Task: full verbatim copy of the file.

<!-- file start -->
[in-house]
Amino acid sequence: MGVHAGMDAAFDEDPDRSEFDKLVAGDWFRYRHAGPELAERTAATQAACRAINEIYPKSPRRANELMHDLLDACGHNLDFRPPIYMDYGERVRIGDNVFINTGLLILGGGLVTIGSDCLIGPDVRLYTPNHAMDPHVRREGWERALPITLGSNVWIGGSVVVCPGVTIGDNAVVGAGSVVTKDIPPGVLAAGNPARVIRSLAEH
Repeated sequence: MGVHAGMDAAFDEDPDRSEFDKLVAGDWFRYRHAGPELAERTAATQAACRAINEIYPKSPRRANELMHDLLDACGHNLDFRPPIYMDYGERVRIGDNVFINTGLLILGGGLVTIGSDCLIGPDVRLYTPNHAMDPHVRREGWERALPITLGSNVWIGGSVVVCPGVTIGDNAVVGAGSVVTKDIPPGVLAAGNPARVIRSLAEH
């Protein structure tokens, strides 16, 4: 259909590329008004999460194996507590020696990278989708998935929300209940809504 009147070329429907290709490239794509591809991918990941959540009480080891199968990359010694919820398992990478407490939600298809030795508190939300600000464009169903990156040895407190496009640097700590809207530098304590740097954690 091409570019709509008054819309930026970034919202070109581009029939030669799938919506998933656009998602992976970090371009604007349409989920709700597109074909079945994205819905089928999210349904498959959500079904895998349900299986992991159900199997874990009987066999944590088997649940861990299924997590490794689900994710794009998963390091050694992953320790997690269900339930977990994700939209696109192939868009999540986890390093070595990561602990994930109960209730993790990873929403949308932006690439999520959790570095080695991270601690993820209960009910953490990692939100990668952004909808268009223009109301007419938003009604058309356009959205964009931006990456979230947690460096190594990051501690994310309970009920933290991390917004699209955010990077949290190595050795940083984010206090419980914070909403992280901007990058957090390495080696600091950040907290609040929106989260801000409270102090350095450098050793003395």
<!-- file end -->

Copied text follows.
[in-house]
Amino acid sequence: MGVHAGMDAAFDEDPDRSEFDKLVAGDWFRYRHAGPELAERTAATQAACRAINEIYPKSPRRANELMHDLLDACGHNLDFRPPIYMDYGERVRIGDNVFINTGLLILGGGLVTIGSDCLIGPDVRLYTPNHAMDPHVRREGWERALPITLGSNVWIGGSVVVCPGVTIGDNAVVGAGSVVTKDIPPGVLAAGNPARVIRSLAEH
Repeated sequence: MGVHAGMDAAFDEDPDRSEFDKLVAGDWFRYRHAGPELAERTAATQAACRAINEIYPKSPRRANELMHDLLDACGHNLDFRPPIYMDYGERVRIGDNVFINTGLLILGGGLVTIGSDCLIGPDVRLYTPNHAMDPHVRREGWERALPITLGSNVWIGGSVVVCPGVTIGDNAVVGAGSVVTKDIPPGVLAAGNPARVIRSLAEH
């Protein structure tokens, strides 16, 4: 259909590329008004999460194996507590020696990278989708998935929300209940809504 009147070329429907290709490239794509591809991918990941959540009480080891199968990359010694919820398992990478407490939600298809030795508190939300600000464009169903990156040895407190496009640097700590809207530098304590740097954690 091409570019709509008054819309930026970034919202070109581009029939030669799938919506998933656009998602992976970090371009604007349409989920709700597109074909079945994205819905089928999210349904498959959500079904895998349900299986992991159900199997874990009987066999944590088997649940861990299924997590490794689900994710794009998963390091050694992953320790997690269900339930977990994700939209696109192939868009999540986890390093070595990561602990994930109960209730993790990873929403949308932006690439999520959790570095080695991270601690993820209960009910953490990692939100990668952004909808268009223009109301007419938003009604058309356009959205964009931006990456979230947690460096190594990051501690994310309970009920933290991390917004699209955010990077949290190595050795940083984010206090419980914070909403992280901007990058957090390495080696600091950040907290609040929106989260801000409270102090350095450098050793003395």